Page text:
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The audience had a tough time understanding Shob Choritro Kalponik, says editor Arghyakamal Mitra

The late Rituparno Ghosh's long-time associate Arghyakamal Mitra looks back on what was probably the unconventional director's most experimental project.

Roushni Sarkar

Shob Choritro Kalponik (2009) is perhaps Rituparno Ghosh’s most experimental work, in terms of the cinematic composition. In the film, the way Ghosh managed to create the haunting experience the protagonist goes through is surreal. The film, which was released on 28 August 10 years ago, is a masterful example of the depiction of psychological turmoil that often transcends the barrier of reality.

Apart from commanding performances by, would you believe it, Bipasha Basu, Prosenjit Chatterjee, Jisshu Sengupta and Sohag Sen, one of the real heroes of the film remains the clean and synchronic editing by Ghosh’s long-time associate Arghyakamal Mitra.

Mitra spoke to Cinestaan.com about what pushed Ghosh to attempt such a project that was experimental both in terms of content and composition and why the audience did not get it. Excerpts:

Shob Choritro Kalponik’s narrative shifts from real to surreal. How did you work on that as the editor?

It was scripted that way. Ritu had in his mind how the film should turn out. It’s a constant oscillation between the real and the unreal. The dead comes back in the film not as a ghost but as a projection of the mind. Also, in the narrative, when Indranil was alive, Radhika did not have a proper relationship with him, but, strangely, after death they come closer. To project this idea, Ritu thought of such a cinematic composition.

How did he explain those shifts to you and how did you manage to implement those ideas so well?

Actually, we always used to have discussions regarding the layout of the script — how things will work out and whether certain elements were going overboard. I was kind of aware what was going to happen. Films offer the platform for that kind of play between the real and the unreal. It is possible with a certain kind of twist to turn a real incident into an unreal one, as a projection of the mind. He also wanted to raise the question whether a person’s existence actually vanishes after his or her physical death. He believed people can go on living even after the end of their mortal life.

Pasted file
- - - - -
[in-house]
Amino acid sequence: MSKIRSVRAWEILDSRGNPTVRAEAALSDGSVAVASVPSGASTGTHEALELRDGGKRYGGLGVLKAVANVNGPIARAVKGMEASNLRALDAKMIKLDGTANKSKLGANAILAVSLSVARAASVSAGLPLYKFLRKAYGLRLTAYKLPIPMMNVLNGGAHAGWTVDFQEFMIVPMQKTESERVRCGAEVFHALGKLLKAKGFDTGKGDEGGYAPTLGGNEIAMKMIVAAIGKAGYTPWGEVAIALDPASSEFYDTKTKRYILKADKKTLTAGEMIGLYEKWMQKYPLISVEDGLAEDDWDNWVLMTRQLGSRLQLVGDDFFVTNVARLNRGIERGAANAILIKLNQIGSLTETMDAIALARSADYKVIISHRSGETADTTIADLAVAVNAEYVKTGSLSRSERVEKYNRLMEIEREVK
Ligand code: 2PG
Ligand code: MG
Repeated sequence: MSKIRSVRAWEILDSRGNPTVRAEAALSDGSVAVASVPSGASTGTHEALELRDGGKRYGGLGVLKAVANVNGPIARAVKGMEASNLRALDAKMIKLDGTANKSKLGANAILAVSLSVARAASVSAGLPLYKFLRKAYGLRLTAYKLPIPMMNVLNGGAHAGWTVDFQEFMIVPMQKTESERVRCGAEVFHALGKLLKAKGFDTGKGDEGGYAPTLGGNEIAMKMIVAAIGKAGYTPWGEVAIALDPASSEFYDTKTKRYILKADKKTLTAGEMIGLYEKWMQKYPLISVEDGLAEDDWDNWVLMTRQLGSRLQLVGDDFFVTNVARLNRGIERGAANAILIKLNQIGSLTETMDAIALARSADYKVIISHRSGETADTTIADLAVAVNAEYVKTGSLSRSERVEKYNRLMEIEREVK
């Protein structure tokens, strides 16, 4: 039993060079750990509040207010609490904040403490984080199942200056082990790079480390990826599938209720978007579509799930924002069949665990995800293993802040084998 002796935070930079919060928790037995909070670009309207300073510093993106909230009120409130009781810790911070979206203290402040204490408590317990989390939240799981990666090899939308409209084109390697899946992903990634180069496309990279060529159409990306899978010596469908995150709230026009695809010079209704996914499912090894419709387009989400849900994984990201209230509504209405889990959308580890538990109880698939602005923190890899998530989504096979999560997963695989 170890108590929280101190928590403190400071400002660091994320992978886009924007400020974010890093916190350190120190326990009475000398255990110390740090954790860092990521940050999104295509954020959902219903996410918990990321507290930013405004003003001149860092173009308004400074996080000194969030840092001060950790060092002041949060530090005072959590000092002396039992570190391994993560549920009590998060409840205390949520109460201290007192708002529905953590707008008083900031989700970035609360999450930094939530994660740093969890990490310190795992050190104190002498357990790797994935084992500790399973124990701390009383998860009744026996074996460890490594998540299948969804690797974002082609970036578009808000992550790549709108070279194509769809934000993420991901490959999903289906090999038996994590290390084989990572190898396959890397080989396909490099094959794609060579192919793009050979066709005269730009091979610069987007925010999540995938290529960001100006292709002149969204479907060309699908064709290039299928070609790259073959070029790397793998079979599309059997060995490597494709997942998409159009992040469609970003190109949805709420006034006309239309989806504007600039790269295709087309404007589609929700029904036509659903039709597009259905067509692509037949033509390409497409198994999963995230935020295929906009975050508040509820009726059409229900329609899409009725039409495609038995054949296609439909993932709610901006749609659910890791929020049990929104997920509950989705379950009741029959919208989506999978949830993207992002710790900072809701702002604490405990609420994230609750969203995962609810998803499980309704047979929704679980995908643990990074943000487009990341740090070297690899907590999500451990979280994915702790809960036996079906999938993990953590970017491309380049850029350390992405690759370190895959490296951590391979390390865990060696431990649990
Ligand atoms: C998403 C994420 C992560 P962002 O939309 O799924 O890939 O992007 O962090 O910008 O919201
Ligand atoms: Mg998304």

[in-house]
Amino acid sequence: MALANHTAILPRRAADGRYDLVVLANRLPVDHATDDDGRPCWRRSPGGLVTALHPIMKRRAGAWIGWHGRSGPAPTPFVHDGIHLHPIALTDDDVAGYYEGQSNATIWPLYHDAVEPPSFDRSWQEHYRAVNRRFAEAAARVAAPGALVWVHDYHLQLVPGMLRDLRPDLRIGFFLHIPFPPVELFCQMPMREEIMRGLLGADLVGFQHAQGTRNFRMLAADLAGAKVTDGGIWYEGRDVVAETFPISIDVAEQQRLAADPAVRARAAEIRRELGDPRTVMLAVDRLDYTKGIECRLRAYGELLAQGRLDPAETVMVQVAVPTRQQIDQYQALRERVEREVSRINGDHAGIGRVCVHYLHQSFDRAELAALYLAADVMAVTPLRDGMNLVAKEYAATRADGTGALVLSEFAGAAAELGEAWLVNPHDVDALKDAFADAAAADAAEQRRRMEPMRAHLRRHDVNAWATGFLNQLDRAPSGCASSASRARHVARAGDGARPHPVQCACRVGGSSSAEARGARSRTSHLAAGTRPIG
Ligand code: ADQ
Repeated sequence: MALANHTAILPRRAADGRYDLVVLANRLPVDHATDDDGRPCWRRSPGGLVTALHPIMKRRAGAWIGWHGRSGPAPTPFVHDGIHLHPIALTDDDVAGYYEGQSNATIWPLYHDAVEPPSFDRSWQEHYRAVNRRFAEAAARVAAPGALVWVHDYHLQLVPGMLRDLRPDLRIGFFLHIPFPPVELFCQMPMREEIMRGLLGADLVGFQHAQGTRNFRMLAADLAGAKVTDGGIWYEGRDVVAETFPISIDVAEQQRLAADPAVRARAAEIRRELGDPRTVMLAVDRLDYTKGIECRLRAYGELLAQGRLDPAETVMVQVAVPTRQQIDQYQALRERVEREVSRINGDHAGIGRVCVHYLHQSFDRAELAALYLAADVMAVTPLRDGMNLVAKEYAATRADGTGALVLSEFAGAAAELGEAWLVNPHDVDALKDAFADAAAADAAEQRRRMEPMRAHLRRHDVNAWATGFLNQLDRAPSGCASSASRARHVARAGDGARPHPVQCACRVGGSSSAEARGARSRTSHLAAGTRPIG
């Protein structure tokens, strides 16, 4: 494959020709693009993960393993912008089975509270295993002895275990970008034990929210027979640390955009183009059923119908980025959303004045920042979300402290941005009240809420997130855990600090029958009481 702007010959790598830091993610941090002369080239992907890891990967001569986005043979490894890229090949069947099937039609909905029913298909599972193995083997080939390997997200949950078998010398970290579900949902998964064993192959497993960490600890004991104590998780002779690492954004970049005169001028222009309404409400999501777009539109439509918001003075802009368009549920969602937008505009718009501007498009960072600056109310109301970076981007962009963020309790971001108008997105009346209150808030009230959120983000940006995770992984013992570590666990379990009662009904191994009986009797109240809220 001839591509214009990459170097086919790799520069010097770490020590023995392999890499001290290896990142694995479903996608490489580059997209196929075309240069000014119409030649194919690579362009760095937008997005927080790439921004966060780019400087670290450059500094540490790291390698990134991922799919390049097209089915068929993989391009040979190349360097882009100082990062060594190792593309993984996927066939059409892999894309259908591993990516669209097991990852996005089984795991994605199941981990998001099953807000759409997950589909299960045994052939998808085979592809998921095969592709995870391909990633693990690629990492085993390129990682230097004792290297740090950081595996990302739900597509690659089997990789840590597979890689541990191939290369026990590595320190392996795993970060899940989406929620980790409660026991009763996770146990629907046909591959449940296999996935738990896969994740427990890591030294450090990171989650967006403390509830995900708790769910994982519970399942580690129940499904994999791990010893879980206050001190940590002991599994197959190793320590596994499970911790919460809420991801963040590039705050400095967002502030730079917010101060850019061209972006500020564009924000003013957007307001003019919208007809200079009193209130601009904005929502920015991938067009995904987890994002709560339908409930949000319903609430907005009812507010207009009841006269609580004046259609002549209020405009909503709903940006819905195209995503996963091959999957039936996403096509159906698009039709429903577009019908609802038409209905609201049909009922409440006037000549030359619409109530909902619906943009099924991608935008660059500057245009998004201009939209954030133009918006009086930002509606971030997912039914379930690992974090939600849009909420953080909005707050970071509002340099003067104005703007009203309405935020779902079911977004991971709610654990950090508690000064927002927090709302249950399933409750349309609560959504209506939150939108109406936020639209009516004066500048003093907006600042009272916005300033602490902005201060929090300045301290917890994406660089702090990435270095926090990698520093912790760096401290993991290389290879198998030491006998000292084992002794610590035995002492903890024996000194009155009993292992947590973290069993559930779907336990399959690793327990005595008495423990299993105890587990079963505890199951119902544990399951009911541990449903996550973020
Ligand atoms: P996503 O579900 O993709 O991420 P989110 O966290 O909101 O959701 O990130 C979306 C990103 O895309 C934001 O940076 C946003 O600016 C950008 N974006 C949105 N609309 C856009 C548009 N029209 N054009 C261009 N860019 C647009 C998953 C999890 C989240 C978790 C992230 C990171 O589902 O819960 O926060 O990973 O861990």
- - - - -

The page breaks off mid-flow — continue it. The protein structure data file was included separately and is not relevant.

I did not have to face much difficulty while editing the film because it was exactly shot the way it was scripted. There were minor changes, but there was no major overhauling on the table. We emphasized on keeping the mode subtle and made the necessary changes.

Why do you think he wanted to make such a film?

Till Shob Choritro Kalponik, Ritu was seen to be experimenting with the narratives of his film in terms of the content. However, with Shob Choritro Kalponik, he wanted to attempt a different take on the cinematic narrative in which not a linear progression was undertaken while, at the same time, a story was being told.

Apart from the ideological differences between the husband (Prosenjit) and wife (Basu) in the film, there was the intention to portray the longevity of a creative soul. Indranil, the poet, is even misunderstood by his wife Radhika. It is after Indranil’s death that Radhika begins to discover the human being and also as if starts living with him in a more amicable way. Artistes are often understood better through their works. Like, for example, Van Gogh was entirely misunderstood by his kin in his lifetime and it was only after his death that efforts to delve into his psyche were made. A lot of artistes often get posthumous recognition.

How do you look at the film in terms of its legacy in Bengali cinema after 10 years of its release?

I think the film was well ahead of its time in the sense that the audience had a tough time understanding the basic intention of the filmmaker. The moment you see someone coming back from the dead, there is a feeling of enticing fear or laughter. It took time for the audience to play along the lines of the director’s thought and I don’t think it had a very positive response. The audience definitely gave it a miss.